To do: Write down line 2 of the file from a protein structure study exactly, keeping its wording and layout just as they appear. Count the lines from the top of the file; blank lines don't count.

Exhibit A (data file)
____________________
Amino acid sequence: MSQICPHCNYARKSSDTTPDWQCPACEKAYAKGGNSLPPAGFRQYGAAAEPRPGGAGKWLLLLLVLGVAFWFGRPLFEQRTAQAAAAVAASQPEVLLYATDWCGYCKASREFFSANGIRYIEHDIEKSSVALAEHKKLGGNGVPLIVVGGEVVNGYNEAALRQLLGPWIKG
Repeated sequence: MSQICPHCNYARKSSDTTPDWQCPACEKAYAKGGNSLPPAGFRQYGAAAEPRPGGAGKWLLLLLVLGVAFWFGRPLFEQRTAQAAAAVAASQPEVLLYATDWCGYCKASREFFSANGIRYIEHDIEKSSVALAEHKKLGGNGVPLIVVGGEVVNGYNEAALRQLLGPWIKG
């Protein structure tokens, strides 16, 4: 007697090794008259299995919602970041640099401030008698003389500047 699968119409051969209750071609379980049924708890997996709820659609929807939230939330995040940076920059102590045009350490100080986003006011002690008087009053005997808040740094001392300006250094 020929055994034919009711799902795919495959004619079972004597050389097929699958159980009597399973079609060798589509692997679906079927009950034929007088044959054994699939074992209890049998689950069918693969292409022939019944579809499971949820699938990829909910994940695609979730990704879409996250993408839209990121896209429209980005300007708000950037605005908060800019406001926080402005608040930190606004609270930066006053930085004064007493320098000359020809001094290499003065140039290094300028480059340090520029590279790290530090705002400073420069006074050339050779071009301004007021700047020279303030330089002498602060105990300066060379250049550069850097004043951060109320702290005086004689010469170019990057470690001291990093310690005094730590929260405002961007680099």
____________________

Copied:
Repeated sequence: MSQICPHCNYARKSSDTTPDWQCPACEKAYAKGGNSLPPAGFRQYGAAAEPRPGGAGKWLLLLLVLGVAFWFGRPLFEQRTAQAAAAVAASQPEVLLYATDWCGYCKASREFFSANGIRYIEHDIEKSSVALAEHKKLGGNGVPLIVVGGEVVNGYNEAALRQLLGPWIKG